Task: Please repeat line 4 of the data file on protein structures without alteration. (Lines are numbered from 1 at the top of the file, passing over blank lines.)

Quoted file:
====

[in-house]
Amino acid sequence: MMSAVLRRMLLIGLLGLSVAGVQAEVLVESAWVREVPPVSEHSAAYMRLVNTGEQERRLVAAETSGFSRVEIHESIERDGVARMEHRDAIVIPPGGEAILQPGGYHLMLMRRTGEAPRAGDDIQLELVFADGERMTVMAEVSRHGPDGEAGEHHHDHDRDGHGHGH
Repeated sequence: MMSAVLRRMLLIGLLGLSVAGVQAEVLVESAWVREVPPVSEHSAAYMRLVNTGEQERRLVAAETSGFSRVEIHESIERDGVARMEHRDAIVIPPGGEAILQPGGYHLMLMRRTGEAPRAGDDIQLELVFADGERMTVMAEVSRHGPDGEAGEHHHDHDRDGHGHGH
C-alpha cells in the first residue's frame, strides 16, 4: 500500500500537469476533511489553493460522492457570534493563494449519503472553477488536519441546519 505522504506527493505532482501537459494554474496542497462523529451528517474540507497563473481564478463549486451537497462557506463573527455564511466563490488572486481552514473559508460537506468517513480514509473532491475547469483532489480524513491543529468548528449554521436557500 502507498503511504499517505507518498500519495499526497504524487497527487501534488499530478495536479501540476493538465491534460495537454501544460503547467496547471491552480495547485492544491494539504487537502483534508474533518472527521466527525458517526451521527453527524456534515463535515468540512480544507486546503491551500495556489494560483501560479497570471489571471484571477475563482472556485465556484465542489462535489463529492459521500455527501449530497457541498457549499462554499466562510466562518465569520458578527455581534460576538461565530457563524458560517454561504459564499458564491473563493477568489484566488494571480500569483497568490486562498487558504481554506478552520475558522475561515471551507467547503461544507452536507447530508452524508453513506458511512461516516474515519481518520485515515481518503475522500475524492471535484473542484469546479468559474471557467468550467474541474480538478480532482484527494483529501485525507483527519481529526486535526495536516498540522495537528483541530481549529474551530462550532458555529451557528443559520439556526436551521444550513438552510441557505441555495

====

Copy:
C-alpha cells in the first residue's frame, strides 16, 4: 500500500500537469476533511489553493460522492457570534493563494449519503472553477488536519441546519 505522504506527493505532482501537459494554474496542497462523529451528517474540507497563473481564478463549486451537497462557506463573527455564511466563490488572486481552514473559508460537506468517513480514509473532491475547469483532489480524513491543529468548528449554521436557500 502507498503511504499517505507518498500519495499526497504524487497527487501534488499530478495536479501540476493538465491534460495537454501544460503547467496547471491552480495547485492544491494539504487537502483534508474533518472527521466527525458517526451521527453527524456534515463535515468540512480544507486546503491551500495556489494560483501560479497570471489571471484571477475563482472556485465556484465542489462535489463529492459521500455527501449530497457541498457549499462554499466562510466562518465569520458578527455581534460576538461565530457563524458560517454561504459564499458564491473563493477568489484566488494571480500569483497568490486562498487558504481554506478552520475558522475561515471551507467547503461544507452536507447530508452524508453513506458511512461516516474515519481518520485515515481518503475522500475524492471535484473542484469546479468559474471557467468550467474541474480538478480532482484527494483529501485525507483527519481529526486535526495536516498540522495537528483541530481549529474551530462550532458555529451557528443559520439556526436551521444550513438552510441557505441555495